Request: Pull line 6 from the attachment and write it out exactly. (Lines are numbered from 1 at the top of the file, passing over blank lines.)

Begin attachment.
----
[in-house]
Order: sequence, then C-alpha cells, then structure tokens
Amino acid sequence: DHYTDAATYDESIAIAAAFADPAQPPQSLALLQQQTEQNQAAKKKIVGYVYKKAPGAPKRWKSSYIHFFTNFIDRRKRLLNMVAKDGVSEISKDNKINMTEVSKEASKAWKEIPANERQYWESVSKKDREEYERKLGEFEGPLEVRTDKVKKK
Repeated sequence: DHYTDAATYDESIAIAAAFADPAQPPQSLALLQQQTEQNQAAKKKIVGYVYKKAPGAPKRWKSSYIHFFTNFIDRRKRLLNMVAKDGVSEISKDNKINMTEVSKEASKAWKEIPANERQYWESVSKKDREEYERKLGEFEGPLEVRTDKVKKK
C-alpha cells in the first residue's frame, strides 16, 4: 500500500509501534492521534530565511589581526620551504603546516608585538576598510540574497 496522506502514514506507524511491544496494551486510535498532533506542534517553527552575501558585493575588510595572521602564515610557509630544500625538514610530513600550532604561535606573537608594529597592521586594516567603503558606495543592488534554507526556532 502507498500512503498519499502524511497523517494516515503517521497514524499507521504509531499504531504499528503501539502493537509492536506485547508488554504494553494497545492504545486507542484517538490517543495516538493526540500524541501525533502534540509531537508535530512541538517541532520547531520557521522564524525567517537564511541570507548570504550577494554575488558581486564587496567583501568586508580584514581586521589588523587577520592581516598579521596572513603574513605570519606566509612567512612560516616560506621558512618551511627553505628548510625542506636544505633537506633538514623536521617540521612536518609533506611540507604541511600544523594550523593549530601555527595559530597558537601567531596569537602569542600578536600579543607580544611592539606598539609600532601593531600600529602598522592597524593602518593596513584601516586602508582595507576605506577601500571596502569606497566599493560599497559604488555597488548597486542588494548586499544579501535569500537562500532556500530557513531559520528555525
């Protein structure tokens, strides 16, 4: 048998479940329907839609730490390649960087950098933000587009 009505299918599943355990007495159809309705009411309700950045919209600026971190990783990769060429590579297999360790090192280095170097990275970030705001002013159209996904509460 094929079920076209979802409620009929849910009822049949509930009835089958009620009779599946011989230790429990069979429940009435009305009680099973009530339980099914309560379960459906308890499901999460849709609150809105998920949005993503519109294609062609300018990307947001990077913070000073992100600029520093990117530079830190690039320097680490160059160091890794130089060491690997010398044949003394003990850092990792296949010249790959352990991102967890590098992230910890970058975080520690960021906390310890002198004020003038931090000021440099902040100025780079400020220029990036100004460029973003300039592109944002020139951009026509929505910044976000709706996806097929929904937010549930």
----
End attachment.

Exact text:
């Protein structure tokens, strides 16, 4: 048998479940329907839609730490390649960087950098933000587009 009505299918599943355990007495159809309705009411309700950045919209600026971190990783990769060429590579297999360790090192280095170097990275970030705001002013159209996904509460 094929079920076209979802409620009929849910009822049949509930009835089958009620009779599946011989230790429990069979429940009435009305009680099973009530339980099914309560379960459906308890499901999460849709609150809105998920949005993503519109294609062609300018990307947001990077913070000073992100600029520093990117530079830190690039320097680490160059160091890794130089060491690997010398044949003394003990850092990792296949010249790959352990991102967890590098992230910890970058975080520690960021906390310890002198004020003038931090000021440099902040100025780079400020220029990036100004460029973003300039592109944002020139951009026509929505910044976000709706996806097929929904937010549930």